Puzzles from Across the Sea

A fellow puzzler passed me a copy of a Spanish puzzle book, and I thought I would share its intriguing visual and linguistic stylings with the PuzzleNation audience. (I’ve done this once before with a German puzzle book, and I hope to obtain more from other countries to really give PuzzleNation a PuzzleInternational flavor!)

Now, my Spanish isn’t as sharp as it used to be — any facility I once had with the language, I credit to years spent selling hot dogs outside a Home Depot, rather than six years of classes across middle school and high school — but I should be able to muddle through enough to explain the variations in these puzzles from ones you might be more familiar with.

In any case, let’s get to the puzzles! [Click on each for a larger version.]

The first thing you notice about these clued grids is that there’s none of the diagonal symmetry that defines traditional crosswords. Instead, there’s a curious singlet-letter arrangement along the top and left side. (It’s almost like a kakuro puzzle, with shared clue boxes offering across and down hints.)

Here the across and down clues offer hints for overlapping letters, like a Brick by Brick mixed with a Camouflage puzzle.

This puzzle works by isolating syllables in each hexagon cell, and creating words by reading these syllables in the direction indicated by the arrows next to each clue.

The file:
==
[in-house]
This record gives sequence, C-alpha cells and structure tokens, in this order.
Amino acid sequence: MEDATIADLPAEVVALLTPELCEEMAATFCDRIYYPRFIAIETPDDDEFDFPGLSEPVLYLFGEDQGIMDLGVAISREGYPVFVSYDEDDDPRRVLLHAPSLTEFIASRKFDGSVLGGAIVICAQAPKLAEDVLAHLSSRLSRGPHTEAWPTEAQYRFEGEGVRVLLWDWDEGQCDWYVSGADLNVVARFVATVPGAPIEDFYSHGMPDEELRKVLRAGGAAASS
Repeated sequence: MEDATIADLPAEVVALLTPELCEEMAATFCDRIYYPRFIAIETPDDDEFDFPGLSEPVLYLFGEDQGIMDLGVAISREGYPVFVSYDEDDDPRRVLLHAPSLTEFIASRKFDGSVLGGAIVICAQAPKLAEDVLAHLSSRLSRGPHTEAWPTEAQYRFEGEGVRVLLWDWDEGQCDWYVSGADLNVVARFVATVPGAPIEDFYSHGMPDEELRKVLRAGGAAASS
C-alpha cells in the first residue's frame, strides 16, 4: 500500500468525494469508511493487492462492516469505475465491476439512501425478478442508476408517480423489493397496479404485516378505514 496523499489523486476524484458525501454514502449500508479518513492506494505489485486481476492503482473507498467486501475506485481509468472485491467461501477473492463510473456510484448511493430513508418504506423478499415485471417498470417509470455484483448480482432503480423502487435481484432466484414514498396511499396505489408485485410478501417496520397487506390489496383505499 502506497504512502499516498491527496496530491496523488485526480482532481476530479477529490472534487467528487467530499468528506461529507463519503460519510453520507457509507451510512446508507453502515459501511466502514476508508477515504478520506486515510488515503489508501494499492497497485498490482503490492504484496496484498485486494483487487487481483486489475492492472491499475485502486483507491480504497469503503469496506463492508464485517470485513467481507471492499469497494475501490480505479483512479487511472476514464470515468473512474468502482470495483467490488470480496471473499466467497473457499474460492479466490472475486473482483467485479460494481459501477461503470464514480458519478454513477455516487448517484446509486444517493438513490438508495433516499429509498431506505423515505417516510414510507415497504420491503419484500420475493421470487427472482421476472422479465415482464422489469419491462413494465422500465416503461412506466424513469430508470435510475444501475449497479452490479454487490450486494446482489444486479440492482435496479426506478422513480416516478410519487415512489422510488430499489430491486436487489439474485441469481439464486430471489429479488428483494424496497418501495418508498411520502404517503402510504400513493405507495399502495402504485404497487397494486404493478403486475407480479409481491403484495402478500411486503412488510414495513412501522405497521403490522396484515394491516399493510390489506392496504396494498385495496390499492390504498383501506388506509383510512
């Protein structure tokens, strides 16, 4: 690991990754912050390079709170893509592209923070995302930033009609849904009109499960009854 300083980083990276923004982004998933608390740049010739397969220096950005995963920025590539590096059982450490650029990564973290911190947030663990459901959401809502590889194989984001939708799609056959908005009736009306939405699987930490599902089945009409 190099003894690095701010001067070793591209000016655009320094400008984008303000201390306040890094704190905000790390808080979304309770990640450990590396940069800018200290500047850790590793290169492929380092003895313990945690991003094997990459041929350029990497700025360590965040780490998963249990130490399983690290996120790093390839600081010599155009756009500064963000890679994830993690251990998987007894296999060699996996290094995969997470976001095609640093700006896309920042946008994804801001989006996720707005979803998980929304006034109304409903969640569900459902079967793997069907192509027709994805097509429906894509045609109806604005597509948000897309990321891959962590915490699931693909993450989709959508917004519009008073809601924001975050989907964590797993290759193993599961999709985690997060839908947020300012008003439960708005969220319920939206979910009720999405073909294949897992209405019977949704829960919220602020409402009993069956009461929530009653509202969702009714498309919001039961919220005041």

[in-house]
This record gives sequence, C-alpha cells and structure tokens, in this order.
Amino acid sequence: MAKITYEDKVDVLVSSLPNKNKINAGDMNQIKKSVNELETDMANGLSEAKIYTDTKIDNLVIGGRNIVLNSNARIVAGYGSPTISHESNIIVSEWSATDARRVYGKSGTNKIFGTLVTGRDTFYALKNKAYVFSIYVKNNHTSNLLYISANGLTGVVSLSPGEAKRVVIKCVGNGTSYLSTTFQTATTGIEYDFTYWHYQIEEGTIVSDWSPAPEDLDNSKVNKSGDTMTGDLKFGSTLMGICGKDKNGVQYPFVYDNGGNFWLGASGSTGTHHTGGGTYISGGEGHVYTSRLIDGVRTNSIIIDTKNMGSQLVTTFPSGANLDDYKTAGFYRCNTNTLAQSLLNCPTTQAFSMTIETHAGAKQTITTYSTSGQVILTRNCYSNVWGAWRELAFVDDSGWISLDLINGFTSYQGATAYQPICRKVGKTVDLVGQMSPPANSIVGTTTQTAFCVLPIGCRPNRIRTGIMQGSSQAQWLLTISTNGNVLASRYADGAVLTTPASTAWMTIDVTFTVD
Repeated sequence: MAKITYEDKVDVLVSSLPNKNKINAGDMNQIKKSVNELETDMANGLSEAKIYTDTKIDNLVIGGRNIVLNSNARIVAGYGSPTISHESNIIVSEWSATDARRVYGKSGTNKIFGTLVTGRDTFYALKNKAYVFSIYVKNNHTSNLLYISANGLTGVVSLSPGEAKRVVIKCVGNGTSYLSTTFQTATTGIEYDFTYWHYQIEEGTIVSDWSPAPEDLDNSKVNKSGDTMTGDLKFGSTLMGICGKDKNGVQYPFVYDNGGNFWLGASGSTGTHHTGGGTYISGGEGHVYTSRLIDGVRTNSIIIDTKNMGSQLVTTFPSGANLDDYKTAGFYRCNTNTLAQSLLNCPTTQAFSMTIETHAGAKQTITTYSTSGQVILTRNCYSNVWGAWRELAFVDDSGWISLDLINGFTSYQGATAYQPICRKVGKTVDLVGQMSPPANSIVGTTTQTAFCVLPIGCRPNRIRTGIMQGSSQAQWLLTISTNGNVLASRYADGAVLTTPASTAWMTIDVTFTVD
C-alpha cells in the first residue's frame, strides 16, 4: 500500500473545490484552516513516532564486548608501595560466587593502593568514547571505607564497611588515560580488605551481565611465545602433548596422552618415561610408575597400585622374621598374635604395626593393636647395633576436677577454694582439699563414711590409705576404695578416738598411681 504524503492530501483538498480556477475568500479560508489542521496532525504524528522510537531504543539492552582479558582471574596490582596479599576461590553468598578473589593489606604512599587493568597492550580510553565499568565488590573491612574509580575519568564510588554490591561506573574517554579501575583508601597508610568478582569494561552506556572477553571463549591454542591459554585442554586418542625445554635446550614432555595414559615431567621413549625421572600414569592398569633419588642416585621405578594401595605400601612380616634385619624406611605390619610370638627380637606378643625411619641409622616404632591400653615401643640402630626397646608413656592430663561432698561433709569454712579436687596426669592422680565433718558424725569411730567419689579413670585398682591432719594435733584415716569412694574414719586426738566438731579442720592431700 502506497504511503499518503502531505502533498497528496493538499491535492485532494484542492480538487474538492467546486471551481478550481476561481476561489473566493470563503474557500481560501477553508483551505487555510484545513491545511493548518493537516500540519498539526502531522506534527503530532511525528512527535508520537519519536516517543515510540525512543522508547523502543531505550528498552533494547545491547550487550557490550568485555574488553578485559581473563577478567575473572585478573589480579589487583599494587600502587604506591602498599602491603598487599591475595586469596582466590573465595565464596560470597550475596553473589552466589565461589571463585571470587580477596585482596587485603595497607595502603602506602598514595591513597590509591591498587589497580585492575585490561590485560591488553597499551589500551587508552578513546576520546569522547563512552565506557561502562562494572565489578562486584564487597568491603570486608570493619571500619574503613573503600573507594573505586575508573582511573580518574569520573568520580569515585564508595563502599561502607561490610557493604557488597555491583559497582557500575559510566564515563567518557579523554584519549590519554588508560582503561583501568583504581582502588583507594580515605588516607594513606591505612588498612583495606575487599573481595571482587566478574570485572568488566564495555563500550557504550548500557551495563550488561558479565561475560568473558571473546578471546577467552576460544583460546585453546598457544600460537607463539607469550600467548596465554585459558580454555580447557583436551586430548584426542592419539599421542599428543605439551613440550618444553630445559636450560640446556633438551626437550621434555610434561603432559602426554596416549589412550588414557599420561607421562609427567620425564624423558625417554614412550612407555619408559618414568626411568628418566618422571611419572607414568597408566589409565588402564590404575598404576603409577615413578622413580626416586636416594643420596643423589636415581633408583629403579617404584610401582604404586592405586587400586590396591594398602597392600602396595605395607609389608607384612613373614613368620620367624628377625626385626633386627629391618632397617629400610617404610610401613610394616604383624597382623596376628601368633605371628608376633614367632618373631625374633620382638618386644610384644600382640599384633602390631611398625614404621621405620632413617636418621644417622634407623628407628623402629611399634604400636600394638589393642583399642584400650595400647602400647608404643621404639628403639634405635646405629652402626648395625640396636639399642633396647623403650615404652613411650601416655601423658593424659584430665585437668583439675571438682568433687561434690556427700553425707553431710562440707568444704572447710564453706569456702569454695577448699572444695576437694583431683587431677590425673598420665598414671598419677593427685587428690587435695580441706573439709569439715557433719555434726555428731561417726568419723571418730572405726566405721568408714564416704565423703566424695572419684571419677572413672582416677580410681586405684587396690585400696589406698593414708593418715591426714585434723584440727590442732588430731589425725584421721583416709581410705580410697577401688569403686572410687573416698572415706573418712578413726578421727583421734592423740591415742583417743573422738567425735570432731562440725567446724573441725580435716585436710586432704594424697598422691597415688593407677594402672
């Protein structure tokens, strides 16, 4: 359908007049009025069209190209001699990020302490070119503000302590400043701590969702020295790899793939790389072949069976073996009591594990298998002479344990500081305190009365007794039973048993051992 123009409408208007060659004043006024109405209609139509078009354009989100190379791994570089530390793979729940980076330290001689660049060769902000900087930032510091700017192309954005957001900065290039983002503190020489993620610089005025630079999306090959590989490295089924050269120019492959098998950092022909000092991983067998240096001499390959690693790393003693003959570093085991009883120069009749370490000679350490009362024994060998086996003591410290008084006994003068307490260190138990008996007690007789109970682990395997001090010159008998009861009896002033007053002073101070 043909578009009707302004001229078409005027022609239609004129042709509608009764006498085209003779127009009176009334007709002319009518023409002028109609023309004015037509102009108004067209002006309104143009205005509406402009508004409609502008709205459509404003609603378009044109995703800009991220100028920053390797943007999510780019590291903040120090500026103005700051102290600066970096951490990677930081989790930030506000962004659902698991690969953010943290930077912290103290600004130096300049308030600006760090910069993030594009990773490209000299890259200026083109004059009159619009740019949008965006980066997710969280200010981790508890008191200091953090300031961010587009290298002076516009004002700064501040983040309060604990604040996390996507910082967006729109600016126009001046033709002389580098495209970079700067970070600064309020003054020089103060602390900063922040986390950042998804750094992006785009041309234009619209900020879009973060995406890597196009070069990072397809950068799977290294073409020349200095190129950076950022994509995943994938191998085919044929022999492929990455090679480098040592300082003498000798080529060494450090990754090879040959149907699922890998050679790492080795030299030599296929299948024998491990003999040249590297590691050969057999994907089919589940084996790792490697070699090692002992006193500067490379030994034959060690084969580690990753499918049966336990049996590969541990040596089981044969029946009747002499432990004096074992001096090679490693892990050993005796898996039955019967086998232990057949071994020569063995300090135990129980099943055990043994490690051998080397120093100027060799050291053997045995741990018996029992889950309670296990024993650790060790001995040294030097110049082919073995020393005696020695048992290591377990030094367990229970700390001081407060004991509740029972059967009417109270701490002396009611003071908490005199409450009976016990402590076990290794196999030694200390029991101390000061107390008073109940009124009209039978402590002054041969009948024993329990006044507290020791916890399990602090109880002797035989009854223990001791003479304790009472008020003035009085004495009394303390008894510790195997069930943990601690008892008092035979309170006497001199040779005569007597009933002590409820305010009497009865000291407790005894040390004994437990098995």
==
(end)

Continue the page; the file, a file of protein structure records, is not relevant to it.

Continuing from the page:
In this “sopa de letras” — a word search, but literally translated as “soup of letters” — the solver must identify each of the 12 drawings around the grid and find those words in the grid.

This one is pretty self-explanatory, as the solver places letters to form five-letter words according to the set letters and the arrows provided. (Interestingly enough, the title translates as “Noughts and Crosses.”)

Ah, here’s something familar! A logic puzzle is a logic puzzle no matter where you travel.

This wonderful spread of variety puzzles offers an array of challenges, with puzzles involving encryption, letter-shifting, deduction, and brain teasers!

It’s always a treat to explore puzzles from another culture’s perspective. Thanks for taking this journey with us today.

Thanks for visiting PuzzleNation Blog today! You can share your pictures with us on Instagram, friend us on Facebook, check us out on TwitterPinterest, and Tumblr, and be sure to check out the growing library of PuzzleNation apps and games!

1 thought on “Puzzles from Across the Sea

  1. Pingback: A logic puzzle with an artistic twist! | PuzzleNation.com Blog

Leave a Reply

Fill in your details below or click an icon to log in:

WordPress.com Logo

You are commenting using your WordPress.com account. Log Out /  Change )

Facebook photo

You are commenting using your Facebook account. Log Out /  Change )

Connecting to %s